Clearly I live in the right climate for me.  Everyone is chomping at the bit, waiting for spring, but I can't help feeling some elation over this fresh coating of white, short-lived though it will be.

Our mallard pair carries on unruffled.  The dogs' morning joy remains the same.  The blackbirds are still singing, although perhaps with diminished gusto.  They all take what the world offers and they go with it.  I like that approach.

Spring beauty still abounds.  Maybe it's even enhanced with a unique quality this morning, covered with this unseasonal frozen moisture.  Even an old collection of yard junk and a brush pile can hold a kind of picturesque stateliness.


Anyway - enough effusing.  I have work to do.  A little seismic shift in my approach to daily life is in order as I prepare for a two year course of study (see March 21 post).  I seem to have difficulty sitting down to write for scheduled hours on end, so I have moments of panic when I consider that I am supposed to write for a minimum of 25 hours a week after the program begins - plus readings, and of course my regular life.

I'm trying to practice.  No luck so far.

Still.  It's a lovely morning!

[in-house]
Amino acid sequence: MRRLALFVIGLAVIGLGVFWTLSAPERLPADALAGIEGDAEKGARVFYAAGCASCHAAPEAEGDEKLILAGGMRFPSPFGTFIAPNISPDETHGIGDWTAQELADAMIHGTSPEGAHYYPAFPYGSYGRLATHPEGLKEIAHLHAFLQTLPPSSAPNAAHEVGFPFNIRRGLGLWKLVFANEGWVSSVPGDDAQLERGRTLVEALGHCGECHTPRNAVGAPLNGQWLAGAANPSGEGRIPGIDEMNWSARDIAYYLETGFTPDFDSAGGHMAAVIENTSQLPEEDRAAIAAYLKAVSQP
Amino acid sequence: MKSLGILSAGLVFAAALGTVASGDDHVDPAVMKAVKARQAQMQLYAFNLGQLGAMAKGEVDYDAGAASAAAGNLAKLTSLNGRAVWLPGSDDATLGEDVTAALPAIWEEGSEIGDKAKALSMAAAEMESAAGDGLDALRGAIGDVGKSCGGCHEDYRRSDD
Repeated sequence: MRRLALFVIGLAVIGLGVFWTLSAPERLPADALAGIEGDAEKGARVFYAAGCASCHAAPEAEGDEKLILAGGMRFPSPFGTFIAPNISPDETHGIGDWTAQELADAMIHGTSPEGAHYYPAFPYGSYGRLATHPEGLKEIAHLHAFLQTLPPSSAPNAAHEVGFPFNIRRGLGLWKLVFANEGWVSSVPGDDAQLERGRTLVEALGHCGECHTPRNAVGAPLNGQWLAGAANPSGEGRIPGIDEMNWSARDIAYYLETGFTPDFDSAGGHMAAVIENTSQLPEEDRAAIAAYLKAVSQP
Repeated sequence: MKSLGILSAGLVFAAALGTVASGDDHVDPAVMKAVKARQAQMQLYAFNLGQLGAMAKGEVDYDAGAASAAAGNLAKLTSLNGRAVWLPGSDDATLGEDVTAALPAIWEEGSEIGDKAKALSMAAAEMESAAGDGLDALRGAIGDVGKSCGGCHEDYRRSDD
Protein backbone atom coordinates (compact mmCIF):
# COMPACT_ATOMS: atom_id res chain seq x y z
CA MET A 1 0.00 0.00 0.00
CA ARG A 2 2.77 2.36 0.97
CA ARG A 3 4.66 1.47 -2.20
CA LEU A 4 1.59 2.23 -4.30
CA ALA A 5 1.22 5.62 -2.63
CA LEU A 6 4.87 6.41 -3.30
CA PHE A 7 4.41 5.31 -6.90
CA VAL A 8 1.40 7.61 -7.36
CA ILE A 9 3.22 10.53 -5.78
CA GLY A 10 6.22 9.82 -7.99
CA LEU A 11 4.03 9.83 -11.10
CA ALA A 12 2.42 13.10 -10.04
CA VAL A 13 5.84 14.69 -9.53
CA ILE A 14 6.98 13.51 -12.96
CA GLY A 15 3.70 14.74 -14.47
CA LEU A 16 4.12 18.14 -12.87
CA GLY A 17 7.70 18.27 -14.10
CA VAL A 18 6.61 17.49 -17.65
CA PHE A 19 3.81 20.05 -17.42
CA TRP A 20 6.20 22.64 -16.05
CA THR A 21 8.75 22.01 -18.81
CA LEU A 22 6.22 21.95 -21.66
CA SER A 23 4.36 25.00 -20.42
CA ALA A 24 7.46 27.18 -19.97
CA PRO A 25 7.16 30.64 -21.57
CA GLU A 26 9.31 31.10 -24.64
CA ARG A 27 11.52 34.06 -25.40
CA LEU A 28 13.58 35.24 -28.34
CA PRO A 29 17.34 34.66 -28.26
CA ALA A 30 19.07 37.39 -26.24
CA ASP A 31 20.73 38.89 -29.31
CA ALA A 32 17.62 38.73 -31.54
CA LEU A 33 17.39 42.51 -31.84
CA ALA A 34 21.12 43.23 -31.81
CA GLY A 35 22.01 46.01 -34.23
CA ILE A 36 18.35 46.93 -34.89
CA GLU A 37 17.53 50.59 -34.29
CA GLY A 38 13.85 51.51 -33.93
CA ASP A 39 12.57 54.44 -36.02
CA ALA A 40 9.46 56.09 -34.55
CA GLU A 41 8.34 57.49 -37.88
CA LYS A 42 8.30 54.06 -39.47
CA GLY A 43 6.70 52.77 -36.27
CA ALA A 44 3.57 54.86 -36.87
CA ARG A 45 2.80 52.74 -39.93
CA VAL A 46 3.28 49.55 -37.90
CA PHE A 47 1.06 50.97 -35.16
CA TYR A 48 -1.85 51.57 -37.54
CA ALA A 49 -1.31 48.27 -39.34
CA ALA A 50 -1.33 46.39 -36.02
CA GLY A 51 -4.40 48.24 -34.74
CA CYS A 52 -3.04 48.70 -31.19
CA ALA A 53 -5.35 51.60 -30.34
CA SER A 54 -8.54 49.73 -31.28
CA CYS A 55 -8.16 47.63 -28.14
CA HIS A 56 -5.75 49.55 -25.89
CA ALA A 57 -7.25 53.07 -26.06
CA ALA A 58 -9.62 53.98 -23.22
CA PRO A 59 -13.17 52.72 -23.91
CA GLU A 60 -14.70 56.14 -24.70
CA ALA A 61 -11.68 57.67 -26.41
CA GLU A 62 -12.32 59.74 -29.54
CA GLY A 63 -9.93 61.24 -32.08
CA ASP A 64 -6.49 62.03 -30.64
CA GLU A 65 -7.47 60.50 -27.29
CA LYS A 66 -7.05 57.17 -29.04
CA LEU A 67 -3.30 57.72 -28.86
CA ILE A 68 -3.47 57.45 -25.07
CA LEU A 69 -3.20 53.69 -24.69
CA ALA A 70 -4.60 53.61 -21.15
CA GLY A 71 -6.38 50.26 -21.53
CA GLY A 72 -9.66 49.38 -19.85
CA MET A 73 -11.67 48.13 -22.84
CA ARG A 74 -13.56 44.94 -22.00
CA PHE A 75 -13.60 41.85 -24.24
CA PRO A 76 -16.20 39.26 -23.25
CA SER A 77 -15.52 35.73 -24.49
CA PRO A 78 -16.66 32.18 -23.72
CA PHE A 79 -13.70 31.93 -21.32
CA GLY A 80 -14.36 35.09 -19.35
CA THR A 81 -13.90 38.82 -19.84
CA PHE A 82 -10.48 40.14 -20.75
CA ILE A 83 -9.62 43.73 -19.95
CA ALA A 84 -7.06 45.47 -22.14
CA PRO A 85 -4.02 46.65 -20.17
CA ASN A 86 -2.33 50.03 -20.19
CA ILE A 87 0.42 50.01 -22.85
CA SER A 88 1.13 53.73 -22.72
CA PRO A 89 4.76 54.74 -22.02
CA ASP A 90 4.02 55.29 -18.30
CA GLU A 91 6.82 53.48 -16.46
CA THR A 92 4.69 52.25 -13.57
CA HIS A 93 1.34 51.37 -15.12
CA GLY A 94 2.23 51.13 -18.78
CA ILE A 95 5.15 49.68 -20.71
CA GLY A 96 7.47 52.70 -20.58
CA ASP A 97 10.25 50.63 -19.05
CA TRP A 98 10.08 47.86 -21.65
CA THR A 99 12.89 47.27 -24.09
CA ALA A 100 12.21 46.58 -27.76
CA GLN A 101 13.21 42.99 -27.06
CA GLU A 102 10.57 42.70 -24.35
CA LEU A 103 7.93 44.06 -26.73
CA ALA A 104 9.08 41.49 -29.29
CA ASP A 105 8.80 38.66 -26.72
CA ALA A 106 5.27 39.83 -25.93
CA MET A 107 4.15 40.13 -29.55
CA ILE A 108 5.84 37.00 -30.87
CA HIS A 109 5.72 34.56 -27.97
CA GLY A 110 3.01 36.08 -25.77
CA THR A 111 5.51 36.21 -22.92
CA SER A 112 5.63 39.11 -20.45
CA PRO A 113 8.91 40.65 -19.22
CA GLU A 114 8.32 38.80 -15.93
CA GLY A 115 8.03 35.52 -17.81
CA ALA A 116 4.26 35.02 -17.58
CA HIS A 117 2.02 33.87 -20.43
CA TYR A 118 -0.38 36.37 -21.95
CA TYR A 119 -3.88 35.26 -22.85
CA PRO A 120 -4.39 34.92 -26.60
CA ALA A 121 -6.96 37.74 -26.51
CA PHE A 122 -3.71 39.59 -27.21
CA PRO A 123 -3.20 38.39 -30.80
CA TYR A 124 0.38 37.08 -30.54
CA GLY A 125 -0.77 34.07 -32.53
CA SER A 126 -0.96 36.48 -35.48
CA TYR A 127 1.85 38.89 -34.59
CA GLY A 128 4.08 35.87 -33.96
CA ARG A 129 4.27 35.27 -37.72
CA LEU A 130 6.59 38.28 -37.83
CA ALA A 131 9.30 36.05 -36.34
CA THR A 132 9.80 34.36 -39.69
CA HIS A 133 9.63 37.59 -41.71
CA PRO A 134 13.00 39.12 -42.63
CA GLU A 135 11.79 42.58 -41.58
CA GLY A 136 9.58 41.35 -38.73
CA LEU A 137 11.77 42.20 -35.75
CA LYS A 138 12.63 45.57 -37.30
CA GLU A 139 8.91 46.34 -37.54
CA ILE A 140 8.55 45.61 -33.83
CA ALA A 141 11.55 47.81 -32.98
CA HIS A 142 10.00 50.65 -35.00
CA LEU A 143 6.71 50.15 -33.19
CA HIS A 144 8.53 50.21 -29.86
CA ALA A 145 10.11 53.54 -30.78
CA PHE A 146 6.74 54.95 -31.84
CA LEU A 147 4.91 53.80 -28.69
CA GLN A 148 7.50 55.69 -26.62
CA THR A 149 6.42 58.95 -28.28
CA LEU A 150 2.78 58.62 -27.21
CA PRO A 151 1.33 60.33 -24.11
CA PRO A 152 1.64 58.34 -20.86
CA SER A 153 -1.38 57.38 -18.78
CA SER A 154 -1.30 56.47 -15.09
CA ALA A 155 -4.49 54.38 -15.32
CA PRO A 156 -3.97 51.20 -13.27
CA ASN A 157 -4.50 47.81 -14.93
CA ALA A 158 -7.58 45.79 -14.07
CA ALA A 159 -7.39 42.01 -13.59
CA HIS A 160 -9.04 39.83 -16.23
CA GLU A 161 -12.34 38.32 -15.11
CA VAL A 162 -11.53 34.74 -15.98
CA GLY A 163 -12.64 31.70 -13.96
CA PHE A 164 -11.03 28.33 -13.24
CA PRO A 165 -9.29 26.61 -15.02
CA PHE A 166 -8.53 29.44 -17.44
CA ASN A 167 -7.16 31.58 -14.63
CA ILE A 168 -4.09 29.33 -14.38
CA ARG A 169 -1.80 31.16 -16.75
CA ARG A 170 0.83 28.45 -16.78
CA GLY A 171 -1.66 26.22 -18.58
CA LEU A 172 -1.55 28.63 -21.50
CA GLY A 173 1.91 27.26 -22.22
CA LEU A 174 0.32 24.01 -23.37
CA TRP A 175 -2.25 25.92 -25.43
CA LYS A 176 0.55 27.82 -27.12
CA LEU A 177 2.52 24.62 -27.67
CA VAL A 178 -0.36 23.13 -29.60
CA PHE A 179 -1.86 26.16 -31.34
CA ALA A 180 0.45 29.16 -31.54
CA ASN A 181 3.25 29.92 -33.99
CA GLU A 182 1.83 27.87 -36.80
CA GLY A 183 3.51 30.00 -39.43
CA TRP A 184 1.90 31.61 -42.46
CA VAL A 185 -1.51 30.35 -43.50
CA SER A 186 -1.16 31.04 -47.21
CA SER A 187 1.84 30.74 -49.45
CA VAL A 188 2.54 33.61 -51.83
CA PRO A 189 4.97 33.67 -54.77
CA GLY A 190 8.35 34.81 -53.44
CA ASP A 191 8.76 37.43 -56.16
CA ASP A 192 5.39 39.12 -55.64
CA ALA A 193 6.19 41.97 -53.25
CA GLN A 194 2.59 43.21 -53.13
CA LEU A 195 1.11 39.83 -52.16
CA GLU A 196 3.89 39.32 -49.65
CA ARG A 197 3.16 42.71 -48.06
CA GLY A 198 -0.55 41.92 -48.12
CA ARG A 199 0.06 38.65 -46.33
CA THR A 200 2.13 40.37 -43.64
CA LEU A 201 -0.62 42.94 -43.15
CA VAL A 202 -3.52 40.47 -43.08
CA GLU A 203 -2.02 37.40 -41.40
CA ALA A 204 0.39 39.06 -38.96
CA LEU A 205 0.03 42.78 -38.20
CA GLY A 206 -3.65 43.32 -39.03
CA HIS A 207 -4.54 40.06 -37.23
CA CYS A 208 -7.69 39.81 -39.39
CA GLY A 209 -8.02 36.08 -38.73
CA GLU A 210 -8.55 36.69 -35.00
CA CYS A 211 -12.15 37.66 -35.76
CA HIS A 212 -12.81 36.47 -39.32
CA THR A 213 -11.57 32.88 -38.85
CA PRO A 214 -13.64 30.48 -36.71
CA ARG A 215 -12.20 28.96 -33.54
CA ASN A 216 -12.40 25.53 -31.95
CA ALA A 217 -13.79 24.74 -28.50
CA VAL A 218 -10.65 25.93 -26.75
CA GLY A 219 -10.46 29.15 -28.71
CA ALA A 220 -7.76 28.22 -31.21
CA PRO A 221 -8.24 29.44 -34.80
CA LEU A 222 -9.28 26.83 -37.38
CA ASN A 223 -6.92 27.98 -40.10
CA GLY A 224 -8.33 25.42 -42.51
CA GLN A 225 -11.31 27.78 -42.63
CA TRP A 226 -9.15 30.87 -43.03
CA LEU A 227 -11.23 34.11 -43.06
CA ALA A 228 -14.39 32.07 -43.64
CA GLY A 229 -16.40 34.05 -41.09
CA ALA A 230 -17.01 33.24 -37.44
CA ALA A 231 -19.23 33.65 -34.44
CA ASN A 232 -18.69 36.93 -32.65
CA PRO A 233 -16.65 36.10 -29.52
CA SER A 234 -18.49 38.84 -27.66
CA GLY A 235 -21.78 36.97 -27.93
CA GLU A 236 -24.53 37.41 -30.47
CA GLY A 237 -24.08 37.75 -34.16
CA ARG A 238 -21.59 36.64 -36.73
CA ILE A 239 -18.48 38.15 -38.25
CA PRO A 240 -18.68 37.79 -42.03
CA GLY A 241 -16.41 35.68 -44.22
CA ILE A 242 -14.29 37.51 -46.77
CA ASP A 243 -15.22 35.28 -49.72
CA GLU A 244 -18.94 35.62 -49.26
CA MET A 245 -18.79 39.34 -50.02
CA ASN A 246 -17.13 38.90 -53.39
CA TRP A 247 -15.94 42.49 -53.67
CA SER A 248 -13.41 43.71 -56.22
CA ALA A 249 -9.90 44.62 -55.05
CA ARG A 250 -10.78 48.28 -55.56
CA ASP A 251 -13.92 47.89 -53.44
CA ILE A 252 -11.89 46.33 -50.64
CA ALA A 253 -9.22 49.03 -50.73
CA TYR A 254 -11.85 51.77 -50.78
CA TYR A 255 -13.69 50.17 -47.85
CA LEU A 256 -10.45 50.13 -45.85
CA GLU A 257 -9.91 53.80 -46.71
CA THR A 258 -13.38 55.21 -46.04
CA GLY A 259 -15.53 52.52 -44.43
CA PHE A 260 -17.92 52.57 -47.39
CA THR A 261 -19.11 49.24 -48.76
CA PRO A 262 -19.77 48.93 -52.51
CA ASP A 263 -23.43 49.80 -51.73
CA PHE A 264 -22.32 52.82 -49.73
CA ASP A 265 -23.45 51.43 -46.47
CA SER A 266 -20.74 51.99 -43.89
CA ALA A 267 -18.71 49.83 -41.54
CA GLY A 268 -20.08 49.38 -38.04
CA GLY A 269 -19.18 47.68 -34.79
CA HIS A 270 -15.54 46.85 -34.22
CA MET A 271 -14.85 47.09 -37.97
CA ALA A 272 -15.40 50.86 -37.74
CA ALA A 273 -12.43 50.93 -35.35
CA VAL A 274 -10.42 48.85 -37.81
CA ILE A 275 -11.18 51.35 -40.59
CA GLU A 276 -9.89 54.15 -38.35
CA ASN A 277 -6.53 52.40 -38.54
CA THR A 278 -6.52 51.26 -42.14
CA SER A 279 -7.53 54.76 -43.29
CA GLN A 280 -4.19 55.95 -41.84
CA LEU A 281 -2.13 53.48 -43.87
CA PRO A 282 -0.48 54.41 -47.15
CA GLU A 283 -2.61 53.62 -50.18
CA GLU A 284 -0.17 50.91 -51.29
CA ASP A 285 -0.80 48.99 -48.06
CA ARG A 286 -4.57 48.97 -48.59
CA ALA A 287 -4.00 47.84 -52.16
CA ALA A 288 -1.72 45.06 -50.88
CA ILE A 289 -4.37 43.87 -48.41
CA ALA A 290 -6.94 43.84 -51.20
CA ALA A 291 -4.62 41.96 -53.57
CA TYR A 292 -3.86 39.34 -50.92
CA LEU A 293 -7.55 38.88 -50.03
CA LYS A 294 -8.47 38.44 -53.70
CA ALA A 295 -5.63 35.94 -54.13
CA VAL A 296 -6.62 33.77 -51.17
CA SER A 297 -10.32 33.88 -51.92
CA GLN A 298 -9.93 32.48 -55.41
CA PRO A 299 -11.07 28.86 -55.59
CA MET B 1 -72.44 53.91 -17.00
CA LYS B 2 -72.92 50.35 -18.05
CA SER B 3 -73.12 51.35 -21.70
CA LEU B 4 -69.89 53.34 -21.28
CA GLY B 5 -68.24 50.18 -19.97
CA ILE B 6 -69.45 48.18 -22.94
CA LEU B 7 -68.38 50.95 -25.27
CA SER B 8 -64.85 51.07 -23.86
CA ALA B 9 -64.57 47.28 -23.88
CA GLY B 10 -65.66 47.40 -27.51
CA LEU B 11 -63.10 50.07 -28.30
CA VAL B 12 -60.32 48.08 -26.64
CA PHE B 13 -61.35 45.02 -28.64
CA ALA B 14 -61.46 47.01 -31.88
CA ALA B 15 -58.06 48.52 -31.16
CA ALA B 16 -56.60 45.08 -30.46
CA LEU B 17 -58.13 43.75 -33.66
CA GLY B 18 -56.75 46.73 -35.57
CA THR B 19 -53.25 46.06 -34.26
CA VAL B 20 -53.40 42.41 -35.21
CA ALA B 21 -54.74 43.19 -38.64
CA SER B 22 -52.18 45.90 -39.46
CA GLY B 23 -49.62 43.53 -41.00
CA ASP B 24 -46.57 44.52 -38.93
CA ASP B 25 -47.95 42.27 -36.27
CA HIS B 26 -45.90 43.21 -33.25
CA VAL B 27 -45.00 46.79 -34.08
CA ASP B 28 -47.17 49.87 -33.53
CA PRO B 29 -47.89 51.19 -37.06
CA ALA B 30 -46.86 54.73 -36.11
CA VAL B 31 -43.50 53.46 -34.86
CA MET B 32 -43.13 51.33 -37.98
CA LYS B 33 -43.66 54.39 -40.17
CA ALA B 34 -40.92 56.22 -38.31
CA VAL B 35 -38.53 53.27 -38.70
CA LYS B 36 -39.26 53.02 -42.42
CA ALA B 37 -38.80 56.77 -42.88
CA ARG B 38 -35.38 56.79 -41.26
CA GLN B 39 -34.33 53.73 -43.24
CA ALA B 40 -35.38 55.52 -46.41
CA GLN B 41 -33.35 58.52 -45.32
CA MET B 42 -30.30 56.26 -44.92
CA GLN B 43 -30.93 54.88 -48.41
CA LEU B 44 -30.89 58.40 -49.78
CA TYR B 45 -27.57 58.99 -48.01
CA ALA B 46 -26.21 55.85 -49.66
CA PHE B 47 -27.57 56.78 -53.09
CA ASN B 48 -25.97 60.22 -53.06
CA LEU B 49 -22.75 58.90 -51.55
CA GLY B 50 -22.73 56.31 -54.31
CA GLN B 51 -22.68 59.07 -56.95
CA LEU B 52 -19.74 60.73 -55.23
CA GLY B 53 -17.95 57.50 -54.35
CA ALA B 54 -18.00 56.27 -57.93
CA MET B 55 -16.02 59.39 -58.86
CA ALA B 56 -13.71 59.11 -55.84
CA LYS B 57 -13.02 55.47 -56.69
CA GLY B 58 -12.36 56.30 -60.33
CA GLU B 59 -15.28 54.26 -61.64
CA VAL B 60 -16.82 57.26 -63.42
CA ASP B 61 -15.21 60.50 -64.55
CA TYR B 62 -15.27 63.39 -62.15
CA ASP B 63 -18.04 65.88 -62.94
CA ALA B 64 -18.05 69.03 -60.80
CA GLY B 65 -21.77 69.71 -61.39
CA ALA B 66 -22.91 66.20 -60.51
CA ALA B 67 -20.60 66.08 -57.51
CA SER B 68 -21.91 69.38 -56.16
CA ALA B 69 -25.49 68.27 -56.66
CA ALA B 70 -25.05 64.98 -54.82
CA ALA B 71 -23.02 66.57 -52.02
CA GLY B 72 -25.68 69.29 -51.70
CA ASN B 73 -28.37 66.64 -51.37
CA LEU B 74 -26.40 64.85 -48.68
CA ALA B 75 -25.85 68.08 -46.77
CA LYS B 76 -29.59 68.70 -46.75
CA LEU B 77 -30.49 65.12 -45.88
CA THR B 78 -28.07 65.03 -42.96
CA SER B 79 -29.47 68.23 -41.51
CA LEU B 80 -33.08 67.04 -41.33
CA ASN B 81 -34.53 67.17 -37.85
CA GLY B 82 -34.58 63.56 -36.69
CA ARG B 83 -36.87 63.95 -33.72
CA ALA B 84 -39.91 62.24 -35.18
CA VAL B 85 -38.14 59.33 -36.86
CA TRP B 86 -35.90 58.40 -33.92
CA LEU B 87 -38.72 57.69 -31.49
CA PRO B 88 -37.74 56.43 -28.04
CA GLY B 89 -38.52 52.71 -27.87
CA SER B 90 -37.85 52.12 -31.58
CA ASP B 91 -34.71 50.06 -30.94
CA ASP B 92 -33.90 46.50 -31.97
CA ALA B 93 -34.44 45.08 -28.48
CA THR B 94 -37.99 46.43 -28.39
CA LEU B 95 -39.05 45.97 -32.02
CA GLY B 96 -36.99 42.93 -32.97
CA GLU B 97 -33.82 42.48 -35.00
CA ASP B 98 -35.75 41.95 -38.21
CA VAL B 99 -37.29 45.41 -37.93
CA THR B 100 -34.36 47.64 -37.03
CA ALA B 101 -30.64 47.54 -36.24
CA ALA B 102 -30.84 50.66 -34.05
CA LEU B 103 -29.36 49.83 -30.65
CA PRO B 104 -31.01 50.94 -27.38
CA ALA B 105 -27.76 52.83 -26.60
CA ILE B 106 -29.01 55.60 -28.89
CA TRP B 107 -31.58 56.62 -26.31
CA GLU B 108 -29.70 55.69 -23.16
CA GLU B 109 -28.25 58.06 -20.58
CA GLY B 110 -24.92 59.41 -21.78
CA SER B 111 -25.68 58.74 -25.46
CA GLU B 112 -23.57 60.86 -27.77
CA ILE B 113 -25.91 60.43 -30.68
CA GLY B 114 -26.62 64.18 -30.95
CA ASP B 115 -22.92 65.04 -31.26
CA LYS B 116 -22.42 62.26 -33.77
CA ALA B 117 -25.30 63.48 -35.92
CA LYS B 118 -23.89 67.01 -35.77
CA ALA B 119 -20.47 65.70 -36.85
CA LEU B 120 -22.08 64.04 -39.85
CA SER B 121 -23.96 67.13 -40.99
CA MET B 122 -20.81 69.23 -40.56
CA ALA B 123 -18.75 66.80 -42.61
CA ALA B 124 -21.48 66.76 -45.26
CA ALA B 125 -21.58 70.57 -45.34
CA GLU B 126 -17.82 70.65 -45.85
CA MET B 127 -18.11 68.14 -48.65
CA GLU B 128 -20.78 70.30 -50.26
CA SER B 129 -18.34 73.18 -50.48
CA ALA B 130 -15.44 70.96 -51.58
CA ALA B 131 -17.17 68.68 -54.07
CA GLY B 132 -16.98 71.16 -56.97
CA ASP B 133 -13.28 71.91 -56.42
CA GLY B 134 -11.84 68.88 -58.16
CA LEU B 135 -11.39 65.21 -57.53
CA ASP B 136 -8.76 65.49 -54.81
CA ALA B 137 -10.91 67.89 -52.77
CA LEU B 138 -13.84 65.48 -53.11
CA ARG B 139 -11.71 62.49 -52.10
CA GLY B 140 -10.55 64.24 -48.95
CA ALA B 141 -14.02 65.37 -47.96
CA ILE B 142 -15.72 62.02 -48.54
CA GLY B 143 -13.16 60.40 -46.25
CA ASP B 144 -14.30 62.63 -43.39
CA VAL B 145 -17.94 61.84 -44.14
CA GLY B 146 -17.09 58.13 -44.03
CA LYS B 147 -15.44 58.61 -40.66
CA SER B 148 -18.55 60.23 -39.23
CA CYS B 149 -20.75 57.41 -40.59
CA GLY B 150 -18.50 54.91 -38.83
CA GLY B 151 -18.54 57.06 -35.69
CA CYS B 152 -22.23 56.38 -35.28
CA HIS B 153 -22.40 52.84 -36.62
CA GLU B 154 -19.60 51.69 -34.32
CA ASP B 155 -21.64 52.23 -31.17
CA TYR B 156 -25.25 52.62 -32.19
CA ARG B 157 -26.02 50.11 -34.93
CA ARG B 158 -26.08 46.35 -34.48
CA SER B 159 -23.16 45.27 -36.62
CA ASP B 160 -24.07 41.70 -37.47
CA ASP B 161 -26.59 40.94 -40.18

Wednesday, March 27, 2013

March moonrise

Now and then, we do best to bend the rules a bit.

It is clear to me, 27 months after completing my year of sunrise, that my inclination to post will far exceed my inclination to get up in time to see the dawn face to face, in the open air.  I haven't given up sunrise excursions, but even more, I haven't lost the enchantment of skywatching in general.

I had made a rule for myself - no blog post unless it included new sunrise photos.  But I will bend that rule, now and then, in order to share something I just had to show you.

March has always stood out to me as a month of inspiration.  In Maine, it is the ugliest month.  Today is the ugliest day - frozen drizzle, thick cloud cover, penetrating, damp chill, brown deadness over much of the earth.  And yet - anticipation is there, in the air, if you reach out to feel it with your heart and breathe it into your being.

Last night, just as twilight was fading, I headed outside with the dogs and saw the (nearly) full moon rising.  I cannot help but be stirred by that kind of suspended beauty.